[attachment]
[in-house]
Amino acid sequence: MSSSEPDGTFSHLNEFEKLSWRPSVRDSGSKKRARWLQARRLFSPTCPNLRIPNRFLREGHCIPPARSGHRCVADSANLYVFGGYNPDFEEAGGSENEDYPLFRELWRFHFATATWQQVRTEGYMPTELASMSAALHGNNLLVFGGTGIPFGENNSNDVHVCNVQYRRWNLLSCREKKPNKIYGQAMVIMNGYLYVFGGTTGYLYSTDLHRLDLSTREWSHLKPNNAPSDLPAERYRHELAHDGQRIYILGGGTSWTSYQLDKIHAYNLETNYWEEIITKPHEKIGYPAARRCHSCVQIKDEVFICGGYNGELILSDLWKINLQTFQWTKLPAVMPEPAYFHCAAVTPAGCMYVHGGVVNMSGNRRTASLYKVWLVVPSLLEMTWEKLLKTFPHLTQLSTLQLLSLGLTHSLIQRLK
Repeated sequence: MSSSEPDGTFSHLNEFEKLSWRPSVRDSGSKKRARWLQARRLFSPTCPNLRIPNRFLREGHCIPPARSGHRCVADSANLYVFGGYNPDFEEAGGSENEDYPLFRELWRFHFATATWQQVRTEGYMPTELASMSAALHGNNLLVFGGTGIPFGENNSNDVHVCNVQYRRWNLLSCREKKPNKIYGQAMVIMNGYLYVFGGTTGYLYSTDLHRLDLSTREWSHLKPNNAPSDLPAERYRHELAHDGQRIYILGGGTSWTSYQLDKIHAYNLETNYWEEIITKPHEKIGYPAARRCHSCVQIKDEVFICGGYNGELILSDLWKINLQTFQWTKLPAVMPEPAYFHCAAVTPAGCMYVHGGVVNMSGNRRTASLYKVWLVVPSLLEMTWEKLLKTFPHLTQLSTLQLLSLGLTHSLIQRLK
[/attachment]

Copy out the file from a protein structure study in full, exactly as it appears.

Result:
[in-house]
Amino acid sequence: MSSSEPDGTFSHLNEFEKLSWRPSVRDSGSKKRARWLQARRLFSPTCPNLRIPNRFLREGHCIPPARSGHRCVADSANLYVFGGYNPDFEEAGGSENEDYPLFRELWRFHFATATWQQVRTEGYMPTELASMSAALHGNNLLVFGGTGIPFGENNSNDVHVCNVQYRRWNLLSCREKKPNKIYGQAMVIMNGYLYVFGGTTGYLYSTDLHRLDLSTREWSHLKPNNAPSDLPAERYRHELAHDGQRIYILGGGTSWTSYQLDKIHAYNLETNYWEEIITKPHEKIGYPAARRCHSCVQIKDEVFICGGYNGELILSDLWKINLQTFQWTKLPAVMPEPAYFHCAAVTPAGCMYVHGGVVNMSGNRRTASLYKVWLVVPSLLEMTWEKLLKTFPHLTQLSTLQLLSLGLTHSLIQRLK
Repeated sequence: MSSSEPDGTFSHLNEFEKLSWRPSVRDSGSKKRARWLQARRLFSPTCPNLRIPNRFLREGHCIPPARSGHRCVADSANLYVFGGYNPDFEEAGGSENEDYPLFRELWRFHFATATWQQVRTEGYMPTELASMSAALHGNNLLVFGGTGIPFGENNSNDVHVCNVQYRRWNLLSCREKKPNKIYGQAMVIMNGYLYVFGGTTGYLYSTDLHRLDLSTREWSHLKPNNAPSDLPAERYRHELAHDGQRIYILGGGTSWTSYQLDKIHAYNLETNYWEEIITKPHEKIGYPAARRCHSCVQIKDEVFICGGYNGELILSDLWKINLQTFQWTKLPAVMPEPAYFHCAAVTPAGCMYVHGGVVNMSGNRRTASLYKVWLVVPSLLEMTWEKLLKTFPHLTQLSTLQLLSLGLTHSLIQRLK